Marla Bosworth is the founder and owner of Back Porch Soap Company. She is a modern alchemist, shamanic practitioner and soul destiny coach. She travels worldwide, teaching conscious beauty experiential workshops that combine making soap and herbal skincare with alchemy and energetics.

February 06, 2022

Clean Beauty Skincare Formulation Inspired by the Amazon Rainforest

The Amazon boasts some of the most impressive plant butters and oils in the world, rich in vitamins, minerals and healing plant energy. The formulas in this post make beautiful gifts for self-nurturing, which is much needed in the world today. As you learn more about these oils and butters, pay attention to which ones beckon a deepening in your own studies of plant medicine.

Source: World Atlas

When sourcing these specialty oils and butters look for companies who sustainably source their ingredients. Some of them may be smaller companies who work directly with the farmers or cooperatives. A simple internet search will lead you to several options. Although these ingredients can be found in Brazil, several are also native to other countries, including Central and South America as well as the Caribbean. Rather than using the outdated take-and-profit business model, consider ways to give back to the communities in which these luxurious plants grow. Include customers in your discoveries about the culture and pay tribute to the indigenous who have been using these sacred plants long before us. As ethical brands we grow alongside one another, giving back to the communities in which we partner.

 

In the following recipes we are using five key ingredients: bacuri butter, pracaxi oil, cupuacu butter, pequi oil, and murumuru butter. Keep in mind that most of these oils and butters have strong natural scents. As a result, consider making and selling these products unscented. Essential oils and fragrance oils may compete with the natural scents. Another suggestion is to scent with a combination of complementary earthy essential oils such as woods (cedarwood, sandalwood, ho wood), spices (coriander, cardamom, ginger, black pepper), and base notes (patchouli and vetiver).

If you are accustomed to the price of olive oil and shea butter, you may have sticker shock when you see what these ingredients cost. However, try not to let the prices deter you from purchasing even a small amount for personal use. Just a simple online search and reading about their properties lured me in. These days most of us need some extra nurturing and these oils and butters are up for the challenge. If you decide to add them to your product line, consider combining them with other less expensive oils that are also used in Brazil such as olive and avocado. Let’s look deeper into each one of these nurturing ingredients.

 

Lastly, be sure to account for the higher cost of these in the retail price of your finished product or use in greater amounts knowing that the final price of your product will need to attract a customer base that understands and appreciates the benefits of the raw goods. Although they could be incorporated in wash off products such as soaps and scrubs, the properties of the oils and butters will have more time to penetrate and absorb into the skin if made in a leave-on product.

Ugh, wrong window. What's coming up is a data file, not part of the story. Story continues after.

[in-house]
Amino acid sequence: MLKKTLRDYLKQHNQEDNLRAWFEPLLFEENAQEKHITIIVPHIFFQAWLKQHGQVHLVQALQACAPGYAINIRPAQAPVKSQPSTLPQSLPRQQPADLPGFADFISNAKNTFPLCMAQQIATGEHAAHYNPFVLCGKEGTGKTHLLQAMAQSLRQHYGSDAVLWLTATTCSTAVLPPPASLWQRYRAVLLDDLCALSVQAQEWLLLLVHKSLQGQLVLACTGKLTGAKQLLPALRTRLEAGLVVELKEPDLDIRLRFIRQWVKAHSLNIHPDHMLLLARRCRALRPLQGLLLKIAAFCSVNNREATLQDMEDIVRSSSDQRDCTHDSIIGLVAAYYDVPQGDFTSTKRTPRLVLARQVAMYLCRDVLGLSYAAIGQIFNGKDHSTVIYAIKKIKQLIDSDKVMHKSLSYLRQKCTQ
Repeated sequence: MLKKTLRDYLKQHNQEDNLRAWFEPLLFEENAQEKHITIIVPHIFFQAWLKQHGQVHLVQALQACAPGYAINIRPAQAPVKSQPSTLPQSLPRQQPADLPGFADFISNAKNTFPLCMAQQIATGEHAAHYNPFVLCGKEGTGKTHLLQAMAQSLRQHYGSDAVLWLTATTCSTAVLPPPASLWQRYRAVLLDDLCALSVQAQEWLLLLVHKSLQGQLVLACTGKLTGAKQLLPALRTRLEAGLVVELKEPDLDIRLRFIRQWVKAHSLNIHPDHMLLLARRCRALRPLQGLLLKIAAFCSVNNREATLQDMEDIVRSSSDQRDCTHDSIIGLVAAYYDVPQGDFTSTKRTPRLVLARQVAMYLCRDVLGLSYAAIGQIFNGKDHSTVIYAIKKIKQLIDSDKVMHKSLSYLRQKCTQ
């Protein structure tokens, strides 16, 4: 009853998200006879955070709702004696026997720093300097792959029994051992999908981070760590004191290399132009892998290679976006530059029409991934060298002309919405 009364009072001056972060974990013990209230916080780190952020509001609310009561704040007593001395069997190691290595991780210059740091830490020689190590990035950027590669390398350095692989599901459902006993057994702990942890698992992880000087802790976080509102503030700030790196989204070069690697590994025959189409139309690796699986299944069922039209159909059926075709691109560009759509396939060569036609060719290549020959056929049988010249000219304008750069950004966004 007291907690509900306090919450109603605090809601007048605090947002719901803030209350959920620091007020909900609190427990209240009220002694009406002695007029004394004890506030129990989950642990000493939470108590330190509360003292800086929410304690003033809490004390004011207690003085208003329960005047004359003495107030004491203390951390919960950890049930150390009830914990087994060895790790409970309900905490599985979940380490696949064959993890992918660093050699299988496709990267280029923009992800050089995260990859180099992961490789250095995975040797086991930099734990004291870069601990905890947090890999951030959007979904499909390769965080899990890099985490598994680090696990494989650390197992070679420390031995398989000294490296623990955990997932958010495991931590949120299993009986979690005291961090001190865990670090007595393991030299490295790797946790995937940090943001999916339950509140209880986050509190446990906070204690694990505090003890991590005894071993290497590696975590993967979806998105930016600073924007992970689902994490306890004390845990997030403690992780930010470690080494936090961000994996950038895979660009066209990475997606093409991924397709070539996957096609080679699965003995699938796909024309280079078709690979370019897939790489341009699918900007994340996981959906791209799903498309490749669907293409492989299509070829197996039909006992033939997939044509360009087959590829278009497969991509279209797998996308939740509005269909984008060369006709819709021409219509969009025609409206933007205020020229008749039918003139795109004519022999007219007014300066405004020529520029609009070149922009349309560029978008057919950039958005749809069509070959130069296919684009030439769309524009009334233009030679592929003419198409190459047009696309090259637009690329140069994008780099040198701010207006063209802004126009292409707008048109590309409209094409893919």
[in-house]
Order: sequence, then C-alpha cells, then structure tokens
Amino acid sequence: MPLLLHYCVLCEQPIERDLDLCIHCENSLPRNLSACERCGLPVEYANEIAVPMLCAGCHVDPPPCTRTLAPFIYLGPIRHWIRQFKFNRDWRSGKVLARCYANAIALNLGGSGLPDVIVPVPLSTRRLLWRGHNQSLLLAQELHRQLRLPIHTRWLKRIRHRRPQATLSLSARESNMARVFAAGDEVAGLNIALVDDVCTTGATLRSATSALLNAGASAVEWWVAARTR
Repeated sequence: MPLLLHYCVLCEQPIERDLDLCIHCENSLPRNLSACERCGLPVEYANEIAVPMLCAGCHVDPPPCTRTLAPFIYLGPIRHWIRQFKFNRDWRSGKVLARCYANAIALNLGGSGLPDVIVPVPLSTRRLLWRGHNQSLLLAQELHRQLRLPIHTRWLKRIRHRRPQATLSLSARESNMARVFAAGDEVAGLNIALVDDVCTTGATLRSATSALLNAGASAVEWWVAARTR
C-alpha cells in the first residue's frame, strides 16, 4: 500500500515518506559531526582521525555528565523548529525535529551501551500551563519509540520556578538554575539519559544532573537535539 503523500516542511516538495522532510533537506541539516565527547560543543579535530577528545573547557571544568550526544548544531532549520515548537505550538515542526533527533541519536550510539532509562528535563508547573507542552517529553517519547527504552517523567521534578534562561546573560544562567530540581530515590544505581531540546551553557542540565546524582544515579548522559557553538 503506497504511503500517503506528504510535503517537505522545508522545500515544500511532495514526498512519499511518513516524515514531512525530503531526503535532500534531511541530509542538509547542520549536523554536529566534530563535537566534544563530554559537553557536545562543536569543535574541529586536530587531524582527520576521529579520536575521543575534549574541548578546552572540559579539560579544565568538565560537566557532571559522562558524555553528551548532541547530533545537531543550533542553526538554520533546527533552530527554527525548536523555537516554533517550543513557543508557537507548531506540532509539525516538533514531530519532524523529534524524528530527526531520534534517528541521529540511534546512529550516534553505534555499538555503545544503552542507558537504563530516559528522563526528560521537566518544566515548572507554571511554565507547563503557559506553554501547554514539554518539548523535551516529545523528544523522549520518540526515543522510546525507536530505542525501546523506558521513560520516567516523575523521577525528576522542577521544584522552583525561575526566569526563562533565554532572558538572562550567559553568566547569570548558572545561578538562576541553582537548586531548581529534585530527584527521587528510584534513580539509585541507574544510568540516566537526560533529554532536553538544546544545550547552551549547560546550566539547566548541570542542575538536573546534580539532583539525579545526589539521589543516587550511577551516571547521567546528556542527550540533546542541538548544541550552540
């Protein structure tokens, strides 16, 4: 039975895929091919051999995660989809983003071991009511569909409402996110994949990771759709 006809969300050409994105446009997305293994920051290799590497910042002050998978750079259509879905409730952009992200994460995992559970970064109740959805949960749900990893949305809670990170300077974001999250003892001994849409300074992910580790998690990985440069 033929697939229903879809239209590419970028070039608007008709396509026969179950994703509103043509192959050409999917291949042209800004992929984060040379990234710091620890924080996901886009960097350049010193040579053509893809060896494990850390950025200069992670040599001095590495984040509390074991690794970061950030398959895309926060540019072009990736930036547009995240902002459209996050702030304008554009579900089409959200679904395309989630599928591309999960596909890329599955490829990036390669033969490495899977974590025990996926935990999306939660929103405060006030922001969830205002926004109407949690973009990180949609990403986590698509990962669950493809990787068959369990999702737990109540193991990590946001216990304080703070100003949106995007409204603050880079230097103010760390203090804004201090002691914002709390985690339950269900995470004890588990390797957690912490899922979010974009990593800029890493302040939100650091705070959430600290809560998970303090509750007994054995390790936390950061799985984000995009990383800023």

Bacuri Butter


Bacuri butter from the seeds of the bacuri fruit. Source: Amazon Oils


Bacuri (Mauritia flexuosa) is an emollient butter, derived from the cold-pressed seeds of the fruit that grows on the wild bacuri. Locals have been using bacuri to help relieve insect bites and other skin problems. It is beautifully silky and golden when applied to the skin. 

 

The soft butter ranges in color from brown to a deep, dark brown with a rich, distinctive aroma to match. It has a high amount of palmitic acid and provides a non-greasy emollience with a fast absorption rate. Bacuri is also rich in methionine, an essential amino acid, the body’s primary source of sulphur. Sulphur is used by the body to promote healthy skincare, hair and nails.

 

Consider pairing bacuri butter with other butters and oils as it has a strong, characteristic aroma. It has anti-inflammatory properties, making it a welcome ingredient in soothing and conditioning soaps, moisturizers, hair products and more. Try it to address skin issues such as acne, eczema, rashes and as an anti-aging ingredient.


Pracaxi Oil



Pracaxi
 oil is derived from seeds of the Pentaclethramacroloba tree.


Pracaxi oil is a nutty oil derived from seeds of the Pentaclethramacroloba tree, which also grows across Central America and the Caribbean, specifically in Trinidad and Tobago. The oil has a high concentration of behenic acid, which lends to excellent moisturizing properties. Pracaxi is also rich in omega 9 and 6, both which are known to promote firmness in the skin by balancing collagen production. This oil is great for many skin conditions, including fading scars and stretch marks as well as fading hyperpigmentation. It is also antibacterial, antiseptic, antifungal and antihemorrhagic and antiparasitic.

 

Pequi Oil


Pequi oil is a seed oil obtained from a popular fruit in Brazil. Source: Oca Brazil


Pequi (Caryocar brasiliense) is a nutrient-dense fruit known by its common names of Souari Nut or Cerrado’s Gold. It is pronounced “pay-kee.” Pequi oil is a seed oil. It is highly emollient and an excellent ingredient to use when treating dry skin and skin issues such as eczema and psoriasis. Pequi is packed full of minerals such as copper, zinc, magnesium, phosphorus and potassium as well as vitamin A. Pequi is also a great choice as an ingredient in haircare products.